What’s so interesting and admirable about this exhibit is that it isn’t content to catalog and applaud Herod’s construction projects, it also attempts to convey the man (and the ego) behind them. We can admire all that he built and accomplished, but what do we really think about the guy? Herod the man was morally atrocious, but as a politician, he was something of a phenom. He switched loyalties with astonishing finesse, aligning first with Mark Antony and then with Mark Antony’s usurper, Augustus. He ruled effectively, if forcefully, and oversaw peace and relative prosperity (if at the expense of the occasional violent suppression). The Hasmoneans—whom Herod displaced and is in political competition with—were strife-ridden. But the Hasmonean dynasty has been, rightly or wrongly, appointed as the Zionist predecessors, and Herod the Roman King has often been cast as the anti-Zionist (though in a particularly non-modern sense). The exhibit, in subtle and interesting ways, seeks to challenge this reputation. His political acumen is celebrated; his cruelty isn’t glossed over; and his architectural legacies are laid out like trophies.
The centerpiece of the exhibit—the most ambitious response to the challenge of scope—is a restored section from the mausoleum at Herodium. Inside is Herod’s sarcophagus, also painstakingly rebuilt. (That this sarcophagus is Herod’s is actually high-probability guesswork: Josephus writes that Herod was buried in Herodium, and of the three sarcophagi found there, only one—made of expensive, reddish limestone and characterized by outstanding craftsmanship—was found in shards too small to be accidental. This convinced researchers that the sarcophagus was Herod’s, destroyed by Jewish rebels during the First Jewish Revolt.) The mausoleum is breathtaking—pieces of Ionic columns and curved cornice rebuilt to original dimensions and placements—and represents the Israel Museum at its finest: extraordinary restoration working toward an as-authentic-as-possible experience of what once existed. With the possible exception of the melodramatic lighting inside, there is zero salesmanship or kitsch, which, for an exhibit of this sort, is high praise.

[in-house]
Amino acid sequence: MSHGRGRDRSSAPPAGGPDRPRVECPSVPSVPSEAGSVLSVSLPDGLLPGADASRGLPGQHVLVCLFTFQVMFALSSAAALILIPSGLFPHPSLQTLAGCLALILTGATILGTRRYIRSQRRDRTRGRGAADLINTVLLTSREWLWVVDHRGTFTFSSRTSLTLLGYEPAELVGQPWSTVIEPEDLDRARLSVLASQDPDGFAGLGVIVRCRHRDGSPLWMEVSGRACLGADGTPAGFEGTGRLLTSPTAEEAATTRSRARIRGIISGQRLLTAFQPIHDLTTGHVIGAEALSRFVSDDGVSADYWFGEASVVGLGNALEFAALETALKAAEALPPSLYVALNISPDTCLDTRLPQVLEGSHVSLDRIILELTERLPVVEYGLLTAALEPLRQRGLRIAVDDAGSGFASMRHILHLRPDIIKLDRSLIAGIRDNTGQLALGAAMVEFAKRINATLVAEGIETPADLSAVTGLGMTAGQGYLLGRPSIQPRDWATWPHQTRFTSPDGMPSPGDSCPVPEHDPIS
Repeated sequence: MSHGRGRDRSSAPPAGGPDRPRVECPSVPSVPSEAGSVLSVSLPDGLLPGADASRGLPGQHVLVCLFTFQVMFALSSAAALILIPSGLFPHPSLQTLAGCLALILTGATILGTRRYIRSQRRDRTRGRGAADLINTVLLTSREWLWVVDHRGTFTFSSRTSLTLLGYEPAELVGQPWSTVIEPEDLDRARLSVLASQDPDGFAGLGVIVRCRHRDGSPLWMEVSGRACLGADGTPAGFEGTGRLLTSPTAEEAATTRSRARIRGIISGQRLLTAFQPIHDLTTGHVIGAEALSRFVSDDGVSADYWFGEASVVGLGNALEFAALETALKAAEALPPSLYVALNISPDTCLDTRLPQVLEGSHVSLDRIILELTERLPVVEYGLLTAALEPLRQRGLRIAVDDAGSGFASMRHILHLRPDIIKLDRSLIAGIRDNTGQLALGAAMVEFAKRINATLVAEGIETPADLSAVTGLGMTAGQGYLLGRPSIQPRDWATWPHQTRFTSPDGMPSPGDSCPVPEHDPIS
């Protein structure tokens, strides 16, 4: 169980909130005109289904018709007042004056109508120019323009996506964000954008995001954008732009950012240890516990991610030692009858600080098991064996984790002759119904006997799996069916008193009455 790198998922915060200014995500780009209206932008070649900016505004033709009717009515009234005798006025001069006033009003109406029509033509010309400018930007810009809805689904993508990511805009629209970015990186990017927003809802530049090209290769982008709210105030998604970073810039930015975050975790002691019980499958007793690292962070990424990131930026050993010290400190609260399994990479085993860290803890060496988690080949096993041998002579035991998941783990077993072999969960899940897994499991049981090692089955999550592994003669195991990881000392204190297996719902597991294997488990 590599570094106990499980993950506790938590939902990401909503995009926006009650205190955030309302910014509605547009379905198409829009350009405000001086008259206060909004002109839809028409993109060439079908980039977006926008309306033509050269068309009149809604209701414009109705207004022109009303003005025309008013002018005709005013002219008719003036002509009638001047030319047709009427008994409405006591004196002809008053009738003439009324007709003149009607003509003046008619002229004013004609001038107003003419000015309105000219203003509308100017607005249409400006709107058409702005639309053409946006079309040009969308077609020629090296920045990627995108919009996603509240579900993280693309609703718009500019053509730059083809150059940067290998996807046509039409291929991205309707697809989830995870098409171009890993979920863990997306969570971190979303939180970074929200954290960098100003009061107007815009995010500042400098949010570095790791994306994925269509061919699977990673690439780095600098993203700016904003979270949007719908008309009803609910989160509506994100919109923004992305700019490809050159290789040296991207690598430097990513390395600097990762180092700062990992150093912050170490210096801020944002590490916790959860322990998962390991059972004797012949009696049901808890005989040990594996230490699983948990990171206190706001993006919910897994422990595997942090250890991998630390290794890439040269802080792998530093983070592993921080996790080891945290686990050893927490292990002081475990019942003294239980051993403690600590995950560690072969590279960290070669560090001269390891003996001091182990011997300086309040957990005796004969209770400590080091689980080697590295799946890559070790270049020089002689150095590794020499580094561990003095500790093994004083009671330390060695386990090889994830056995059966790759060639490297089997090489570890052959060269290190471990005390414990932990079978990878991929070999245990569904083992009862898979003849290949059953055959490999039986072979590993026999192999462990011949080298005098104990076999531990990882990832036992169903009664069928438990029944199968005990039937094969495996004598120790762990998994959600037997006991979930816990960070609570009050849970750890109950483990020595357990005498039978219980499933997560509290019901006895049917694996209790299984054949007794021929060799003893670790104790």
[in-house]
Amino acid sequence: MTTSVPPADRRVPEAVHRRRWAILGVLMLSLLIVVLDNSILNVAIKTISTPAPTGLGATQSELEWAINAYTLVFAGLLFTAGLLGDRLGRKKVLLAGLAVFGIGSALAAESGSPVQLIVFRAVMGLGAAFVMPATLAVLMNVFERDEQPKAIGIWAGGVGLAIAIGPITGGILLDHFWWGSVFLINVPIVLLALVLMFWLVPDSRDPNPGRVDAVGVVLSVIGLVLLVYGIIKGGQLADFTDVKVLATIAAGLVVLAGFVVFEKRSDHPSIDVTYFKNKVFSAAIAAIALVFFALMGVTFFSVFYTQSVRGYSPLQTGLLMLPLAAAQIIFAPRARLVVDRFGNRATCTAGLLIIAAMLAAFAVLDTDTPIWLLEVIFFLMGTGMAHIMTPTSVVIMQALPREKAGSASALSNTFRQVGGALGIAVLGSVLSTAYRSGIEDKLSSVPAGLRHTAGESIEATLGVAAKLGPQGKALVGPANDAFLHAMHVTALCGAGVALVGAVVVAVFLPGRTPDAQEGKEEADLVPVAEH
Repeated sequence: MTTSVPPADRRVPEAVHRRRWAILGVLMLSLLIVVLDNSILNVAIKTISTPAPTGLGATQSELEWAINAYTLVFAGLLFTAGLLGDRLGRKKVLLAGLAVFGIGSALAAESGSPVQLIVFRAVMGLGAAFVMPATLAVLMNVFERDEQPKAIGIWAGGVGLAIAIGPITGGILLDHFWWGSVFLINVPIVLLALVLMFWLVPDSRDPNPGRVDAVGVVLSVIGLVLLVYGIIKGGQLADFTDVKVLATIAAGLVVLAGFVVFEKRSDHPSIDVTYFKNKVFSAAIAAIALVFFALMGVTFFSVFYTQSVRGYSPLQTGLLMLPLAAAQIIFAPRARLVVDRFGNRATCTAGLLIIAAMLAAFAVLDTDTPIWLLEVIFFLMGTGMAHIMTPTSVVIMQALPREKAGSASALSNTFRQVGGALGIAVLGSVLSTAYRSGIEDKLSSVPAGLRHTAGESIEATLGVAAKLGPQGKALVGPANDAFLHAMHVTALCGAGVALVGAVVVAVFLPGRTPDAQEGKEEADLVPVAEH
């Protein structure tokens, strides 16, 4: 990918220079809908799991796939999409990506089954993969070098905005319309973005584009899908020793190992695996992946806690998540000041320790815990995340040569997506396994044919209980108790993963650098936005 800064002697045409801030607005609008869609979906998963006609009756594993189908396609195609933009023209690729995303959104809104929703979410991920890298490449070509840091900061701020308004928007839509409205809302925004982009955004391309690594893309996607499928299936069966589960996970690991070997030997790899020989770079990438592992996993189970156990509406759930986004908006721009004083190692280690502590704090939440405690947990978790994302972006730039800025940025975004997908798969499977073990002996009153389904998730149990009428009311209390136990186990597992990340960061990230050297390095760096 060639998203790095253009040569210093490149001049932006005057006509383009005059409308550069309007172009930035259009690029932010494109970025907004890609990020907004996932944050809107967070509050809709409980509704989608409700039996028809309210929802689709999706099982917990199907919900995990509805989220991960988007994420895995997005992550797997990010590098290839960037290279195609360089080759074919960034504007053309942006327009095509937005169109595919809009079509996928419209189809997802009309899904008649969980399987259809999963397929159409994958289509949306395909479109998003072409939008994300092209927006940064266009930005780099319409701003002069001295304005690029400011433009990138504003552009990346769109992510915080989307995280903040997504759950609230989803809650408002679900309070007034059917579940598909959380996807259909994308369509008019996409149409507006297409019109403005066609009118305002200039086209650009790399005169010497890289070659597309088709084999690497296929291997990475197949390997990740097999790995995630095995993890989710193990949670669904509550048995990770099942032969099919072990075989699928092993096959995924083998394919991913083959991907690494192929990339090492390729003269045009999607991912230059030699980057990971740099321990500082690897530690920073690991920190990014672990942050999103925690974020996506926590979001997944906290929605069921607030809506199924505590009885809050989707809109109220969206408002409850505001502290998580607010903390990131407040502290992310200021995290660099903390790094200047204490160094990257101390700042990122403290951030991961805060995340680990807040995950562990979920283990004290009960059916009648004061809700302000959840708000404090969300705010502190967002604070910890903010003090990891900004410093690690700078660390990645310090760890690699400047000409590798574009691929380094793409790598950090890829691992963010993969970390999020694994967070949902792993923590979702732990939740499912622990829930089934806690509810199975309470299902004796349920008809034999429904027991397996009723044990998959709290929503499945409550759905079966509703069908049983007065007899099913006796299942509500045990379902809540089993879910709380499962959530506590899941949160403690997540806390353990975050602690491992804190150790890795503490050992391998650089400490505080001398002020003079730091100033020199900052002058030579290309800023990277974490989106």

The mausoleum is doubly astonishing because, as an artifact, it’s so recent. Ehud Netzer, the chief archaeologist at Herodium, long believed that Herod was buried somewhere on Herodium—Josephus, whose historical claims have been vindicated often enough to establish their authority, says so. But Netzer couldn’t locate the mausoleum for 40 years, until 2007, when he found it accidentally on the side of the mountain, where no one expected someone like Herod to place his mausoleum. (Netzer died, tragically—“almost biblically,” James Snyder, the museum’s director, said to me—when a railing at the dig at Herodium collapsed and he fell three meters onto his head.) One of the most interesting substories of the exhibit is how massive an undertaking and investment it represents: The museum excavated and transported to Jerusalem more than 30 tons of stone, enough that the ceiling had to be raised and the foundations reinforced. There was also political capital expended: Herodium is now part of the Palestinian territories, and officials there have accused Israel and the Israel Museum of looting.
A thorough new biography chronicles the rise and fall of the big, Jewish self-destructive funnyman